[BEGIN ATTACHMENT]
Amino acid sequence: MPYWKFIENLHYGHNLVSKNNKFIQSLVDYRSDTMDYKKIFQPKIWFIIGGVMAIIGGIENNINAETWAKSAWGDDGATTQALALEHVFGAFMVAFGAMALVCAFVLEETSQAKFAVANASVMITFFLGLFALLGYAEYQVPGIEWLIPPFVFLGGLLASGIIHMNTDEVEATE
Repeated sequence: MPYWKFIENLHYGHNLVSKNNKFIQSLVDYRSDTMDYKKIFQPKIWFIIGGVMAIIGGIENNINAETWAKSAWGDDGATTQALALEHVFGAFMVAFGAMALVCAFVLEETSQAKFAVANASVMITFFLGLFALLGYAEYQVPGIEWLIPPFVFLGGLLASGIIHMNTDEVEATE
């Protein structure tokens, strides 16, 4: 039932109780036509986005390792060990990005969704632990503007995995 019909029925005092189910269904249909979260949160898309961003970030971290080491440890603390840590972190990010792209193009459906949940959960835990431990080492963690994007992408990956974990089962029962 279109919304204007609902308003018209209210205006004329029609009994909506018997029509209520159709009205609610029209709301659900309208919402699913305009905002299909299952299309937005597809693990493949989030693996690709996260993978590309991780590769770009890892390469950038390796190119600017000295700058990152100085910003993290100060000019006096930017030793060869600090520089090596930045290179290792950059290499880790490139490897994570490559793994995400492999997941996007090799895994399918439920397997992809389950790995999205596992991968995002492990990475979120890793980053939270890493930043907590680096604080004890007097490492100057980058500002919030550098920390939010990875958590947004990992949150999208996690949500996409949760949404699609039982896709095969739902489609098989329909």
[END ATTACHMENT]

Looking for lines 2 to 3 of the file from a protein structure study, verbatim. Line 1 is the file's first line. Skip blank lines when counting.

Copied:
Repeated sequence: MPYWKFIENLHYGHNLVSKNNKFIQSLVDYRSDTMDYKKIFQPKIWFIIGGVMAIIGGIENNINAETWAKSAWGDDGATTQALALEHVFGAFMVAFGAMALVCAFVLEETSQAKFAVANASVMITFFLGLFALLGYAEYQVPGIEWLIPPFVFLGGLLASGIIHMNTDEVEATE
């Protein structure tokens, strides 16, 4: 039932109780036509986005390792060990990005969704632990503007995995 019909029925005092189910269904249909979260949160898309961003970030971290080491440890603390840590972190990010792209193009459906949940959960835990431990080492963690994007992408990956974990089962029962 279109919304204007609902308003018209209210205006004329029609009994909506018997029509209520159709009205609610029209709301659900309208919402699913305009905002299909299952299309937005597809693990493949989030693996690709996260993978590309991780590769770009890892390469950038390796190119600017000295700058990152100085910003993290100060000019006096930017030793060869600090520089090596930045290179290792950059290499880790490139490897994570490559793994995400492999997941996007090799895994399918439920397997992809389950790995999205596992991968995002492990990475979120890793980053939270890493930043907590680096604080004890007097490492100057980058500002919030550098920390939010990875958590947004990992949150999208996690949500996409949760949404699609039982896709095969739902489609098989329909």